Before any baby can be discharged from hospital, the Newborn Infant Physical Examination (NIPE) has to be carried out by a paediatrician or midwife and part of the process the hips should be checked thoroughly.
NIPE details can be seen here.
Babies are placed on their backs, the gentle examinations, known as the Ortolani and Barlow Tests, are used to detect a distinctive click or clunk, which is caused by the head of the femur moving in and out of the socket.
Sometimes there will be a click and this can be totally normal with most hips stabilising spontaneously without the need for treatment.
However, if it is believe that a baby’s hip unstable an ultrasound scan to assess what is happening will be carried to decide if medical intervention is needed.
Sometimes, hip problems are not be picked up at birth and this can be for various reasons.
During pregnancy, the body produces pregnancy hormones called ‘relaxin’, which soften and relax the mother’s ligaments, enabling her pelvis to move and make more room for the baby during birth. These hormones can stay in a baby’s blood stream for a few weeks, making it normal for their hips to be ‘stretchier’ and looser shortly after birth. Therefore, any problems may not be detectable until sometime after an initial check-up therefore it is important that all infants (both high and low risk) should have their hips regularly re-examined during the first year of life.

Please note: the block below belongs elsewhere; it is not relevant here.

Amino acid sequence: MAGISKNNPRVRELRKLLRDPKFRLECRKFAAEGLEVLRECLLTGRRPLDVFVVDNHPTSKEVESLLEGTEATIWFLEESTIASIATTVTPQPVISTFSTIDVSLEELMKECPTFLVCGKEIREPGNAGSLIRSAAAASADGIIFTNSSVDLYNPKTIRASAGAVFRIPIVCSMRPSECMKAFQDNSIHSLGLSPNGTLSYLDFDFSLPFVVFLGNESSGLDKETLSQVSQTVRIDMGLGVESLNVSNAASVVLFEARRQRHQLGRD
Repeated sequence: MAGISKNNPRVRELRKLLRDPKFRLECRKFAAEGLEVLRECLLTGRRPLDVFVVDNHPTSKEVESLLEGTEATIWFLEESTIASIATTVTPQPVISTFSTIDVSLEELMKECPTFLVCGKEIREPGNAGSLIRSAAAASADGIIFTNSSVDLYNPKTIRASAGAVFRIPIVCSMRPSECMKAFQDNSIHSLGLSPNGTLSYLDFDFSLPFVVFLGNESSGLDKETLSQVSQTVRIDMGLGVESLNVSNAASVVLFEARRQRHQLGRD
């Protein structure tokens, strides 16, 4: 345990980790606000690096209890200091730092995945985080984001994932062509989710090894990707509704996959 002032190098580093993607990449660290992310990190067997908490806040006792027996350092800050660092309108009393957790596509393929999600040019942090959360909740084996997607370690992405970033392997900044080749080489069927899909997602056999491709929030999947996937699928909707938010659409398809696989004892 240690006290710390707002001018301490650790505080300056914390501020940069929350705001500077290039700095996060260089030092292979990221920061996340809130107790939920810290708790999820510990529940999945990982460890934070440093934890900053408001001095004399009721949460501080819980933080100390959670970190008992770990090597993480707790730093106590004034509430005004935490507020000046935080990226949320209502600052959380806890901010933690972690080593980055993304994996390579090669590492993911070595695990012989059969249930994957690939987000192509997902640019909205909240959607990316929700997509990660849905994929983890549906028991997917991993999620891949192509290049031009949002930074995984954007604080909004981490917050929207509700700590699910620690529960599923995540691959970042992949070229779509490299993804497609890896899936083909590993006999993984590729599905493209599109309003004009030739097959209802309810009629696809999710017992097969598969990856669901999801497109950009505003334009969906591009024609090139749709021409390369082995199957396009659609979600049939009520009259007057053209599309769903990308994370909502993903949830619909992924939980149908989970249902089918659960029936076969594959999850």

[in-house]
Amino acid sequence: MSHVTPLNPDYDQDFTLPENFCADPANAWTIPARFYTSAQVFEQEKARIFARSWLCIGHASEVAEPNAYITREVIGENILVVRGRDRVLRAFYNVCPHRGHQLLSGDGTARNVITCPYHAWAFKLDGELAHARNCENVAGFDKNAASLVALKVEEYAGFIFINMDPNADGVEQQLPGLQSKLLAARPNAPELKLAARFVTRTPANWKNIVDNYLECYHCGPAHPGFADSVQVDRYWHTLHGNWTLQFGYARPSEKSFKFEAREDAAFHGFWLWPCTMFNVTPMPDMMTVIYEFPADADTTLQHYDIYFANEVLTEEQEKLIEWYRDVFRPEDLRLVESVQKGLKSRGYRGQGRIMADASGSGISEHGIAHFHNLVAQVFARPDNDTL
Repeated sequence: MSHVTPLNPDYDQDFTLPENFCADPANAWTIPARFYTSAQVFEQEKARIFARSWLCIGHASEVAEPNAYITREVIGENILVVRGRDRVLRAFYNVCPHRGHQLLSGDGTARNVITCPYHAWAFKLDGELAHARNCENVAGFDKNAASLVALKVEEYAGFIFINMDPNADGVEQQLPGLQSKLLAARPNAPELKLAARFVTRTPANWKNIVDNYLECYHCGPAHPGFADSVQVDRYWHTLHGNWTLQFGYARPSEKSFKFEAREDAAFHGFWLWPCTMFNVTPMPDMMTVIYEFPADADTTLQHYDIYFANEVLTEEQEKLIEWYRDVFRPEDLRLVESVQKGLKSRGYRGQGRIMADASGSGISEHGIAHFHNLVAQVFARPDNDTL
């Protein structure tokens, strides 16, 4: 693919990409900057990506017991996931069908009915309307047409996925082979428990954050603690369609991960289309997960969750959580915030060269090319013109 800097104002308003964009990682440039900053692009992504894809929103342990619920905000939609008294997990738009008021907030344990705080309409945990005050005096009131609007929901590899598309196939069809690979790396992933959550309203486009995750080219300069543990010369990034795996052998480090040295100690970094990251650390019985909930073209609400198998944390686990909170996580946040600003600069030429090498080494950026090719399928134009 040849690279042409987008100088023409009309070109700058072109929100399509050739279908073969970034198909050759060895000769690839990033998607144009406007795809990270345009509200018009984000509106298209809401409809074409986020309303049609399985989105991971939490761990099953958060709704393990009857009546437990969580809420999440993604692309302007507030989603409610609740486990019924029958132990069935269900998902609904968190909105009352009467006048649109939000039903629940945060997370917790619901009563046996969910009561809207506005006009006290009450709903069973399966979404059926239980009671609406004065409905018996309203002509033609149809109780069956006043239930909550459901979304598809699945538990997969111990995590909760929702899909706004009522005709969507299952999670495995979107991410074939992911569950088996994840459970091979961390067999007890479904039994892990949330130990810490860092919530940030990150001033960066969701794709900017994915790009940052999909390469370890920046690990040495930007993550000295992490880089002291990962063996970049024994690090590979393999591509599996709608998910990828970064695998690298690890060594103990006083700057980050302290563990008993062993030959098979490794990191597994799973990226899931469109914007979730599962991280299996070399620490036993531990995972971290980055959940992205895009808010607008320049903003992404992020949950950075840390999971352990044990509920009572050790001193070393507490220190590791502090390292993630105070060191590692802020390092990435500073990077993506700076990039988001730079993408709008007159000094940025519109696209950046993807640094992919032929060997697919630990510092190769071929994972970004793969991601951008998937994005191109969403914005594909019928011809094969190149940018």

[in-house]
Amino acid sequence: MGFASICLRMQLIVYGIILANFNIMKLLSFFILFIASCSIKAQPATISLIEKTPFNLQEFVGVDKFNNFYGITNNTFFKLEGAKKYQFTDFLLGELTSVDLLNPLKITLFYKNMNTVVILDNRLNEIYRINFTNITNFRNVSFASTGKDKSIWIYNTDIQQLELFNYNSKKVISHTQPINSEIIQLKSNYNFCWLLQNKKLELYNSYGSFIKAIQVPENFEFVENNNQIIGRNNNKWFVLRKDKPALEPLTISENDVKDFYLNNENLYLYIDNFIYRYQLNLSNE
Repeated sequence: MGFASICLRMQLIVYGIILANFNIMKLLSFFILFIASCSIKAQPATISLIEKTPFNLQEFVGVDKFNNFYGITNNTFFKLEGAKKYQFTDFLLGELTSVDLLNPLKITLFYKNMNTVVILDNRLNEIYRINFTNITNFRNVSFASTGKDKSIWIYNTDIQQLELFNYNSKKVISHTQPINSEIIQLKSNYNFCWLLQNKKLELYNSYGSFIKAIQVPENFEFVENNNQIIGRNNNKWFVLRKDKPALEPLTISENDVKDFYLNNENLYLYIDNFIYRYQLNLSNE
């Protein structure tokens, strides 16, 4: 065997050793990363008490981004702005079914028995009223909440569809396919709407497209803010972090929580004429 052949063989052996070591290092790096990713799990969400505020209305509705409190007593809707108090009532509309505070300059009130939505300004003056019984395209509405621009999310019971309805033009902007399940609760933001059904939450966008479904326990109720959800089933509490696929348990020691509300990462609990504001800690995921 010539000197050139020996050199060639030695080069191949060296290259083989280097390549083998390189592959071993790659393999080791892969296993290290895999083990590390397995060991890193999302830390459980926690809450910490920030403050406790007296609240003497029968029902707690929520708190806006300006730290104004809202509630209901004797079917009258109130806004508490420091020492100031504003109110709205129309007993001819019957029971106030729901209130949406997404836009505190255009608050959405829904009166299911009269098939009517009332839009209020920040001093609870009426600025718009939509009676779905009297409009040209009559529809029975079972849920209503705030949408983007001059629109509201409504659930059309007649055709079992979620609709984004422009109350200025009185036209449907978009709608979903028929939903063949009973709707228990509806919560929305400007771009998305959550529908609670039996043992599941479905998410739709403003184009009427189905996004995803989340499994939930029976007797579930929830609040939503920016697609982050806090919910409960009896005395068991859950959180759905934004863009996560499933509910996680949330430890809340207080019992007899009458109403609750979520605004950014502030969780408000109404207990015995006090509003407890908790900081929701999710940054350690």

At other times it is unfortunately missed, something we feel very strongly about.
If you think that your child might have DDH the main things to look for are:
- Deep unequal creases in the thigh or bottom
- Stiff hip joint where one leg does not seem to move outwards as fully as the other – it is often possible to notice this when changing your baby’s nappy
- One leg is dragged when crawling
- Legs are of unequal length
- A limp in the leg that is affected
- Abnormal ‘waddling’ walk if both hips are affected
If you are concerned, make an appointment with your GP who can refer you to a Consultant Orthopaedic Surgeon who specialises in treating DDH.
It is important to remember that nearly all babies who are diagnosed with DDH go on to have a healthy, active life, with no disability.
However, the sooner DDH is diagonsed and a treatment plan decided, the better. The main aim of any treatment is to successfully relocate and secure the ball of the femur into the hip socket. By doing this, as a child grows and develops, their hips will follow suit normally.